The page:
Castle Waiting
by Linda Medley
Publisher’s weekly explains it might better than I could – “A set of linked nouveaux fairy tales, this graphic novel extends the story of Sleeping Beauty into a modern, feminist Chaucer for happy people.”

Continue ReadingBooks I’ve Read – First quarter 2009

Charles Shulz, The Code of the Woosters, Digital Photography

Stuff I’ve read lately:

Schulz and Peanuts: A Biography
by David Michaelis
Who knew that Charles Schulz was such a prickly pear? And a fascinating artist. His rise to prominence as a cartoonist occurred when I was a tiny tot in the late 60’s and early 70’s, and the perspective I had of the Peanuts cartoon from that age is thrown into quite a contrast by this biography — and for the better, I’d say. It’s interesting to discover that a cartoon I have such strong childhood memories of was originally aimed at and popular with the college students of it’s generation.

The Code of the Woosters
by P.G. Wodehouse
One of the few remaining Wodehouse books I haven’t read; funny as always.

The Digital Photography Book
by Scott Kelby
A really handy book for people who are picking up a DSLR camera for the first time and learning what it can do. Kelby leaves out the dry boring crap and tells you “here’s how I would set up my camera in this situation.”

Night Work (Kate Martinelli Mysteries)
by Laurie R. King
Fourth book in the series. I seem to be reading them backwards; I haven’t read the first 3 yet. That hasn’t impaired my enjoyment at all.

Continue ReadingCharles Shulz, The Code of the Woosters, Digital Photography

Words that end in “-ist” for a thousand, Alex

In creating my current “recently read” list today, I noticed an oddity in my reading choices…

Previously, my reading list included The Sonambulist, and a few years back, one of my very favorite books was The Intuitionist. I also recently enjoyed The Illusionist on DVD.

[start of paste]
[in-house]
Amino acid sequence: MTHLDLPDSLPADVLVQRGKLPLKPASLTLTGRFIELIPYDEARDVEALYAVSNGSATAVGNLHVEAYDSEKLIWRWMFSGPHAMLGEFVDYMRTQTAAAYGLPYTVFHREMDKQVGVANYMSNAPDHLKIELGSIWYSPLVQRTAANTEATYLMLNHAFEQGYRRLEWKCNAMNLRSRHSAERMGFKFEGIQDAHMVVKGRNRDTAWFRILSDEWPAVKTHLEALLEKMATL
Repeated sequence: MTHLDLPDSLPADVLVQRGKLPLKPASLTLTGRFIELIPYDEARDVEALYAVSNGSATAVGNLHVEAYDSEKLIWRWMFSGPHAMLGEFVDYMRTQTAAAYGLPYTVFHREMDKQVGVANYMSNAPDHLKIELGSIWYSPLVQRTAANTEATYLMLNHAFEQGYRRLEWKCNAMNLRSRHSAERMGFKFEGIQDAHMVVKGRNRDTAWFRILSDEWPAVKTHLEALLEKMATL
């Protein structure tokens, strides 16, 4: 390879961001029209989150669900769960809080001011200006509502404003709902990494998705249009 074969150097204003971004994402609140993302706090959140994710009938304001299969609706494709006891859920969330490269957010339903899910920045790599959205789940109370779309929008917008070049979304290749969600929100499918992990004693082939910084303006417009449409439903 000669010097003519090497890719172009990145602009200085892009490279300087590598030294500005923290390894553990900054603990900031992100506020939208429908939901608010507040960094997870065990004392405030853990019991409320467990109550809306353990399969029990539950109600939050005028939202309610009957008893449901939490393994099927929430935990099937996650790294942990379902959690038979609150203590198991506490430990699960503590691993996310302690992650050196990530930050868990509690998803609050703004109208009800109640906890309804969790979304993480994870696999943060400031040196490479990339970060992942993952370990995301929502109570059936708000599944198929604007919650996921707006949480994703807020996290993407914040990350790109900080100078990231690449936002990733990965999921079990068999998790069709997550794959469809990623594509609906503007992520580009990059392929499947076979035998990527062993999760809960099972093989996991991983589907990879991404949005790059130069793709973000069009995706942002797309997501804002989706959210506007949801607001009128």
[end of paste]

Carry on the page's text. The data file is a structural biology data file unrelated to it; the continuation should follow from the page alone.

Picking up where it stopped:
I know there’s at least one other “-ist” title in my “recently read” list, but when I started to go back and look for it, I realized I have 11 years worth of book lists to look through, and I decided I was too lazy for that. You’d think I’d keep a running list after all these years, but, well, refer to previous sentence re: lazy.

“The suffix -ist is used to denote a person who either practices something or a person who is concerned with something or a person who holds certain principles, doctrines, etc.”

Yes, well people seem to like to write lots of books about such people, don’t they? I have not read The Alchemist, or The Alienist, but I’m not going to be compulsive about it and put them on my “to read” list. The first doesn’t interest me, and the second I heard about from others and I’m pretty sure I might not like it.

The Impressionist is on my bookshelf now, and I’ll probably give it a read.

Given the prominence of the suffix in published works, I thought I might title my own future novel with an “-ist” ending, so I began reading through 1201 such words.

Alas, both The Balloonists, and The Little Balloonist are taken, so it seems that non-engine powered aeronautics covered.